Rhetorical Analysis In the article “Is Google Making us Stupid?”, author Nicholas Carr expresses his idea that the internet is taking over society and our thinking process. Google is affecting our abilities to read books, longer articles, and even older writings. Carr believes that we have become so accustomed to the ways of the internet, and we are relying on Google 's ability to sort through the details for us so we don 't have to, in order to get the information we find necessary more efficiently. He finds that this process has become almost too handy, and that it is corrupting us from becoming better educated. Carr writes quite a lengthy article to support his opinion.
The 16 page essay, "Is Google making us stupid? ", written by Nicholas Carr, persuades adults that the internet is messing with our cognitive thought. The essay was published in the July/August 2008 issue of the Atlantic. Carr 's structure is a long essay with no breaks and some pictures. Technology is a big part in todays society.
The biggest point that got my attention is when he makes a statement about the internet. He says in his essay that the internet is a resource that provides information to our brain. Carr goes on to state that many people do not realize how much we rely on the internet. With the internet being available to us on are smartphone 24/7 it allows us to gain knowledge and become smarter in daily life. The ways we can access information is amazing with just one click onto a hyperlink which can lead us into something else and may get distracted.
I can feel it most strongly when I’m reading.” (Carr 557). This is an effective use of pathos because it draws the reader to question whether or not their way of thinking is changing as well. Carr is trying to create this connection, so the audience feels exactly what he is feeling and is successful at doing so. Carr expresses that his mind and how he thinks changed due to the new phenomenon “the Internet.” He proves his point by explaining that the internet has reprogrammed our minds to want everything quick and complete. To me, this was effective because once the reader thinks about it, they start realizing how accurate this actually is.
The internet has changed his train of thought and his ability to focus and concentrate. He believes our brains have been reprogramed over time to adjust to the speed and convenience of the internet. Our ability to retain and digest traditional media has also been compromised since we are used to receiving information so rapidly. This is a strong opening argument for his essay. He supports this argument by citing a study conducted by students who have attended The University College London.
Analysis of “Is Google Making Us Stupid?” Nicholas Carr’s article Is Google Making Us Stupid? argues that quick, massive information is detrimental to critical thinking. Throughout his essay, Carr provides historical examples and his own ideas to defend his argument. Along with this main argument, Carr makes other claims to back up his argument. His paper addresses many topics, but it fails to delve into each topic and claim sufficiently in some cases.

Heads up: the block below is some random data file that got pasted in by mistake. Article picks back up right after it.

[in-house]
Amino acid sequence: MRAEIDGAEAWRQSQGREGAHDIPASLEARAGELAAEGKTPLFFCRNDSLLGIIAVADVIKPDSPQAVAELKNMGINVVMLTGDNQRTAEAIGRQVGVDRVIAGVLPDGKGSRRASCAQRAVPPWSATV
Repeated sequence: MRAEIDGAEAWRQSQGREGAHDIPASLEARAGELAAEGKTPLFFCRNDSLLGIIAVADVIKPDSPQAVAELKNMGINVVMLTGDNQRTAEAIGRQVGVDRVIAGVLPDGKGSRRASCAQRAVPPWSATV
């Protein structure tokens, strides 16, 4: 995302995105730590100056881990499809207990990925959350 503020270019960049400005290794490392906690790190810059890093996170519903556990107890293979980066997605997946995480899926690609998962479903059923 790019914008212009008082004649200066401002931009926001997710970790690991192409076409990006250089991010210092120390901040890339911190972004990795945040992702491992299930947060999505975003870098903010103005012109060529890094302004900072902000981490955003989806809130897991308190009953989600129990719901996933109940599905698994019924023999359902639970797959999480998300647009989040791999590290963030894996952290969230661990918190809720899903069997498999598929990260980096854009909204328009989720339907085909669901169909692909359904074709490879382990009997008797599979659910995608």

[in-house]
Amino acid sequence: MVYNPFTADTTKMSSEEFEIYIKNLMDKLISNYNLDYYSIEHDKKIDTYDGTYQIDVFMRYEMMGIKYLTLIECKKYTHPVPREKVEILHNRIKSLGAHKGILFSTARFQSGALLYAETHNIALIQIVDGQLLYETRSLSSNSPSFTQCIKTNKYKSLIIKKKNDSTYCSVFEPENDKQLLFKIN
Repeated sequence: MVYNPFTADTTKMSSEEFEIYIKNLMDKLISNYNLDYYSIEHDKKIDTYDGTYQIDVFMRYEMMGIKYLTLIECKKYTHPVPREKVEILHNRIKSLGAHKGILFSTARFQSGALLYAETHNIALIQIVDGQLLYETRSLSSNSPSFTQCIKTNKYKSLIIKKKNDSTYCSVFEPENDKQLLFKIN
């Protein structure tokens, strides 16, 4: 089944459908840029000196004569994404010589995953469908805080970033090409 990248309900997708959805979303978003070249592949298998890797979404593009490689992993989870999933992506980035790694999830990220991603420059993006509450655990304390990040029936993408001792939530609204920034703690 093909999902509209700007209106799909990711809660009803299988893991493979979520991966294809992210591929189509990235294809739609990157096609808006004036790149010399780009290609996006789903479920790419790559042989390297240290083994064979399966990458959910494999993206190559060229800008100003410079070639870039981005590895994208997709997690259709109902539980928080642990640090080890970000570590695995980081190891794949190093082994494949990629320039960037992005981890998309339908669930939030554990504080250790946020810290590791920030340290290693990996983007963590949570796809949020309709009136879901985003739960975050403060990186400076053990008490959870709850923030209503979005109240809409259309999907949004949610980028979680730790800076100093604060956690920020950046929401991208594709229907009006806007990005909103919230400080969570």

Three things will be discussing in this essay facts, evidence, and causes. Carr states that when it comes to the internet searching we are sacrificing our ability to read and think deeply. His opinion was that the internet is easy to access for quick answers. Carr findings strongly backs up his opinions. His facts are all backed up with research, and experiments done by mostly universities and scientists.
Since the advent of the personal computer, the amount of information and interconnectedness between people has dramatically increased. With one click of a button someone could go from checking the scores of their favorite football team to conversing with a friend anywhere in the world. In “Is Google Making Us Stupid” by Nicholas Carr, he explores the consequences of the massive amounts of information one can obtain via the internet. While I agree with Carr on the effects the internet has on how people read, there is a limit to the amount of people the internet actually affects. Throughout his paper Carr continually provides evidence that supports his claim that the amount of information that the internet provides is changing the way people
"While the Internet-based economy provides many benefits, it also raises new concerns for maintaining the privacy of information. â€œInternet privacy is the privacy and security level of personal data published via the Internet. It is a broad term that refers to a variety of factors, techniques and technologies used to protect sensitive and private data, communications, and preferences.â€ As the federal governmentâ€™s National Telecommunications and Information Administration (NTIA) explains: Every day, billions of people around the world use the Internet to share ideas, conduct financial transactions, and keep in touch with family, friends, and colleagues. Users send and store personal medical data, business communications, and even intimate conversations over this global network. But for the Internet to grow and thrive, users must continue to trust that their personal information will be secure and their privacy protected.
Theme: Education Narrow : The cause and effect of online learning Lai Che Hui (1001541419) Loo Yee Qi (1001541775) Now a days, a lot of people of the frequently to use technology or electronic products in any way or any time and of course most important is the Internet. A lot of schools started to use online learning to replace traditional paper based teaching method and submit the assignment. Basically, online learning had been widely accepted and practiced throughout the world. There’s tones of online learning student around the world, but did they ever think about what are the benefits they actually enjoyed on online learning? First of all, what is online learning?